III. Governing Law

The trial information charged Heinrichs under Iowa Code section 124.401(5) (“It is unlawful for any person knowingly or intentionally to possess a controlled substance unless such substance was obtained directly from, or pursuant to, a valid prescription or order of a practitioner while acting in the course of the practitioner's professional practice, or except as otherwise authorized by this chapter. Any person who violates this subsection is guilty of a serious misdemeanor for a first offense. ․”). At the hearing on the motion to dismiss, defense counsel questioned whether the State was alleging the controlled substance fell under section 124.204(4)(u) or 124.204(4)(ai)(5). Both subsections described schedule I substances known as “hallucinogenic substances .” See Iowa Code § 124.204(4).

Section 124.204(4)(u) reads as follows:

Tetrahydrocannabinols, except as otherwise provided by rules of the board for medicinal purposes, meaning tetrahydrocannabinols naturally contained in a plant of the genus Cannabis (Cannabis plant) as well as synthetic equivalents of the substances contained in the Cannabis plant, or in the resinous extractives of such plant, and synthetic substances, derivatives, and their isomers with similar chemical structure and pharmacological activity to those substances contained in the plant, such as the following:

(1) 1 cis or trans tetrahydrocannabinol, and their optical isomers.

(2) 6 cis or trans tetrahydrocannabinol, and their optical isomers.

(3) 3, 4 cis or trans tetrahydrocannabinol, and their optical isomers. (Since nomenclature of these substances is not internationally standardized, compounds of these structures, regardless of numerical designation of atomic positions covered.)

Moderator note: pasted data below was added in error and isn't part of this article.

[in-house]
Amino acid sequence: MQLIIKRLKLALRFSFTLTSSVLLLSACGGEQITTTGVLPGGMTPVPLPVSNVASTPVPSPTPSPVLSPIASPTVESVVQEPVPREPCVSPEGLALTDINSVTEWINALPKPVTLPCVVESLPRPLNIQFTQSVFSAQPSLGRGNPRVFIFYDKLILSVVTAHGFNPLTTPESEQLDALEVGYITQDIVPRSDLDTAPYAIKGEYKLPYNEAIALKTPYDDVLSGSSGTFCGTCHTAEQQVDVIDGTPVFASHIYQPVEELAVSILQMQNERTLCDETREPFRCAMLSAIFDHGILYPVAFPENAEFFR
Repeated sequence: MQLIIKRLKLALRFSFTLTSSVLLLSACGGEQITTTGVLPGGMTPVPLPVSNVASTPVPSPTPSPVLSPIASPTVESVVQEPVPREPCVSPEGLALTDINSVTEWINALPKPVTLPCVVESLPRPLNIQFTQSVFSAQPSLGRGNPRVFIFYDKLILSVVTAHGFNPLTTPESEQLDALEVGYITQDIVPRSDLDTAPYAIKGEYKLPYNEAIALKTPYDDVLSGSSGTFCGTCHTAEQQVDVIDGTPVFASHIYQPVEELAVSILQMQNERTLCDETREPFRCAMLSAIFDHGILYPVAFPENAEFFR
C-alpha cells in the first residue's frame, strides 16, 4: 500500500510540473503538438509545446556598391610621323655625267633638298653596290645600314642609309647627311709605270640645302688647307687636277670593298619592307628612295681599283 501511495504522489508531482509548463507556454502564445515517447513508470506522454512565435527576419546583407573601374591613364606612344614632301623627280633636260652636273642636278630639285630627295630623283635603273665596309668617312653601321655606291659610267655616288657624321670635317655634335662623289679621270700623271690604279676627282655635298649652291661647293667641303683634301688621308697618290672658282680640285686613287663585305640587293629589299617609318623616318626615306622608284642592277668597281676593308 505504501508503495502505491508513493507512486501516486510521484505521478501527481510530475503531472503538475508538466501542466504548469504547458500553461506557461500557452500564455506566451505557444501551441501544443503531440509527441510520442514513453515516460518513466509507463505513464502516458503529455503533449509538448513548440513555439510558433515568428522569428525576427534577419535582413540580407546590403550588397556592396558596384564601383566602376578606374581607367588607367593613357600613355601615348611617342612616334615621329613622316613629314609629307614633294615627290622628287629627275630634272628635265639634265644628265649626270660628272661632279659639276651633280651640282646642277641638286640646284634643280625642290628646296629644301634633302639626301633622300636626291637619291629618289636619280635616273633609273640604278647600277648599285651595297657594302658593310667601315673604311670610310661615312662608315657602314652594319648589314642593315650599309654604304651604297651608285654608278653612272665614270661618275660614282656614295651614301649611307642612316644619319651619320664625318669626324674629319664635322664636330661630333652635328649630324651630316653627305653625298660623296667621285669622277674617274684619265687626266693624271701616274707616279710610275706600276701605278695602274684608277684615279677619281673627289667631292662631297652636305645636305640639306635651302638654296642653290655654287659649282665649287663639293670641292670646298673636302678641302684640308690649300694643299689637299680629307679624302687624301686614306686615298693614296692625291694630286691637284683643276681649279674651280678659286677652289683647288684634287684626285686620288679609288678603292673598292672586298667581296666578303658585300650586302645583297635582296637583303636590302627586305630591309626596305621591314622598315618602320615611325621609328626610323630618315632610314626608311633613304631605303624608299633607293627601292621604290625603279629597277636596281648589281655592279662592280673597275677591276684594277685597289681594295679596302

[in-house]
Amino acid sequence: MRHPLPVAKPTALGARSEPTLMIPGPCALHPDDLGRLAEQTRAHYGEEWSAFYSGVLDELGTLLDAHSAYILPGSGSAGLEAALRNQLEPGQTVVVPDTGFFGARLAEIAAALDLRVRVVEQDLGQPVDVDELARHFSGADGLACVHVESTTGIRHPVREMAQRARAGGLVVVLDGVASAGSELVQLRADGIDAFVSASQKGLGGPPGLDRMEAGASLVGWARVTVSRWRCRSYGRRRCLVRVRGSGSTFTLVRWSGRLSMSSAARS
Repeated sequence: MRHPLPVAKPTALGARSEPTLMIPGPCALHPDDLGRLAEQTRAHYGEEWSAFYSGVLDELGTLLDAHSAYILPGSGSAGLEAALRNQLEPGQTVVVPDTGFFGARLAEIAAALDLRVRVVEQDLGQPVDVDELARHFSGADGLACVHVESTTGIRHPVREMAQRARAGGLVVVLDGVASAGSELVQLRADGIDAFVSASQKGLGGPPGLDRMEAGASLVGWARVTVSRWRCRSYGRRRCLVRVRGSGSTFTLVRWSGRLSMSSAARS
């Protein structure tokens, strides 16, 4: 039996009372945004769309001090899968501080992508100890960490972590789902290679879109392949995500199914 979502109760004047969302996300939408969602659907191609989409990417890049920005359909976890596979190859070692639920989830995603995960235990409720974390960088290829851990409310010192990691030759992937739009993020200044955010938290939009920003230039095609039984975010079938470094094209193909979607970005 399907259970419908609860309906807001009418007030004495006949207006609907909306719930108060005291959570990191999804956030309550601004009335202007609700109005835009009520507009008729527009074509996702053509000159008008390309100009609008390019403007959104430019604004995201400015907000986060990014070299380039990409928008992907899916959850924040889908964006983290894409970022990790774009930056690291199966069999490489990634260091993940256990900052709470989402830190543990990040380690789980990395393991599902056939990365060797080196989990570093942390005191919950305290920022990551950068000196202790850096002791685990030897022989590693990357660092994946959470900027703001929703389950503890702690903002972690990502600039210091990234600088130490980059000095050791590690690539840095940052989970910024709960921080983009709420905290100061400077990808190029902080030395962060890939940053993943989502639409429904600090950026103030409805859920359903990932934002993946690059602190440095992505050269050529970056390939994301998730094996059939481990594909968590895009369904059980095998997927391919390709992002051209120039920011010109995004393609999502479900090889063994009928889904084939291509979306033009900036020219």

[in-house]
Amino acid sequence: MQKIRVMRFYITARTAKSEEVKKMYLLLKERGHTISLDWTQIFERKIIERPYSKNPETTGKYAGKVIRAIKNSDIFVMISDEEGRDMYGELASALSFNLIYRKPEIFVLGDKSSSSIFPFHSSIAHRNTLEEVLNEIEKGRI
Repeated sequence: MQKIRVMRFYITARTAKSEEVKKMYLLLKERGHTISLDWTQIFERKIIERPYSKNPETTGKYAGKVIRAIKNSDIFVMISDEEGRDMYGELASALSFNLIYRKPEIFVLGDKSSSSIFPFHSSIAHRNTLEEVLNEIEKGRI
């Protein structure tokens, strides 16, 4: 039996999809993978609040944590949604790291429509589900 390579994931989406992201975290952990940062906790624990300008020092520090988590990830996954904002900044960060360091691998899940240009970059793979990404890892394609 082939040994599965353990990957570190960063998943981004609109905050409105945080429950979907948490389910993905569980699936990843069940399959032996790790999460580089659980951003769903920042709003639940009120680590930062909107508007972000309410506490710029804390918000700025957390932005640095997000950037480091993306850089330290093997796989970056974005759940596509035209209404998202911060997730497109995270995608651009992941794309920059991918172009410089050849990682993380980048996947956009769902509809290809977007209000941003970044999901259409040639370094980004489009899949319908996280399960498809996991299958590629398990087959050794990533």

Section 124.204(4)(ai)(5) was amended in both 2011 and 2012.2 The statute in effect at the time of Heinrich's arrest read as follows:

Any substance, compound, mixture or preparation which contains any quantity of any synthetic cannabinoid that is not approved as a pharmaceutical, including but not limited to the following:

(a) CP 47, 497 and homologues 2–[ (1R, 3S)–3–hydroxycyclohexyl]–5–(2–methyloctan–2–yl)phenol).

(b) HU–210[ (6aR,10aR)–9–(hydroxym ethyl)–6,6–dimethyl–3–(2–methyloctan–2–yl)–6a,7,10,10a–tetrahydrobe chromen–1–ol) ].

(c) HU–211(dexanabinol, (6aS,10aS)–9–(hydroxymethyl)–6,6–dimethyl–3–(2 –methyloctan–2–yl)–6a,7,10,10a–tetrahydrobenzo[c] chromen–1–ol).

(d) JWH–018 1–Pentyl–3–(1–naphthoyl)indole.

(e) JWH–073 1–Butyl–3–(1–naphthoyl)indole.

(f) JWH–200 [1–[2–(4–morpholinyl) ethyl]–1H–indol–3–yl]–1–naphthalenyl–methanone.

Iowa Code § 124.204(4)(ai)(5) (Supp.2011).

The 2012 legislative amendment specifically added “AM2201 1–(5–fluoropentyl)–3–(1–naphthoyl)indole” to the list of synthetic cannabinoids. Iowa Code § 124.204(4)(ai)(5)(b)(xi) (2013). Both parties agree that amendment does not apply to Heinrichs's offense.

At the motion-to-dismiss hearing, the prosecutor argued the plain language of section 124.204(4)(u) would allow a reasonable person to know the chemical AM–2201 was prohibited, but resisted limiting its case to a specific subsection of 124.204, asserting: “[T]he trial information must simply allege that he was in possession of a controlled substance. Period. And then there can be findings later throughout the trial of whether the substance possessed actually was controlled.” In its order rejecting Heinrichs's motion to dismiss, the district court analyzed the constitutionality of section 124.204(4)(u). That is also the subsection the parties debate on appeal.3 Accordingly, section 124.204(4)(u) will be the focus of our appellate review.

IV. Constitutional Analysis

Heinrichs argues he was denied due process because section 124.204(4)(u) is overly vague. The void-for-vagueness doctrine has three foundations:

First, a statute cannot be so vague that it does not give persons of ordinary understanding fair notice that certain conduct is prohibited. Second, due process requires that statutes provide those clothed with authority sufficient guidance to prevent the exercise of power in an arbitrary or discriminatory fashion. Third, a statute cannot sweep so broadly as to prohibit substantial amounts of constitutionally-protected activities, such as speech protected under the First Amendment.

Nail, 743 N.W.2d at 539.